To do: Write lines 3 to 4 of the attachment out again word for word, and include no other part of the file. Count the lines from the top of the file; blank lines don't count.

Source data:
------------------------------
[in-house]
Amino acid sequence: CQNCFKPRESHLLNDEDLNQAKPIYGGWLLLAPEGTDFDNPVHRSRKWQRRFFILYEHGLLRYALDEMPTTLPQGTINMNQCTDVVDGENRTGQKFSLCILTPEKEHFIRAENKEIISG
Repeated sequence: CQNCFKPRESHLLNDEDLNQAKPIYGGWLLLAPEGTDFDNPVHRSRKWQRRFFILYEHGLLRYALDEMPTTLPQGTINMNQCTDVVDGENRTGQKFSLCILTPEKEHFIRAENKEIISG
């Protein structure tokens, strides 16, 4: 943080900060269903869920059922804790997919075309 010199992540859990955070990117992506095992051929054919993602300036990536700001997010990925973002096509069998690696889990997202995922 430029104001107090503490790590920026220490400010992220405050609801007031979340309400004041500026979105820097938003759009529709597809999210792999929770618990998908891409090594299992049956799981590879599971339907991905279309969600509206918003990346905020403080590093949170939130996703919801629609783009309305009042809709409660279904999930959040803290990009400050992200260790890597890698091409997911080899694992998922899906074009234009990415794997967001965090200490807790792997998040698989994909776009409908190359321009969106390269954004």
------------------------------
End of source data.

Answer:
Repeated sequence: CQNCFKPRESHLLNDEDLNQAKPIYGGWLLLAPEGTDFDNPVHRSRKWQRRFFILYEHGLLRYALDEMPTTLPQGTINMNQCTDVVDGENRTGQKFSLCILTPEKEHFIRAENKEIISG
């Protein structure tokens, strides 16, 4: 943080900060269903869920059922804790997919075309 010199992540859990955070990117992506095992051929054919993602300036990536700001997010990925973002096509069998690696889990997202995922 430029104001107090503490790590920026220490400010992220405050609801007031979340309400004041500026979105820097938003759009529709597809999210792999929770618990998908891409090594299992049956799981590879599971339907991905279309969600509206918003990346905020403080590093949170939130996703919801629609783009309305009042809709409660279904999930959040803290990009400050992200260790890597890698091409997911080899694992998922899906074009234009990415794997967001965090200490807790792997998040698989994909776009409908190359321009969106390269954004």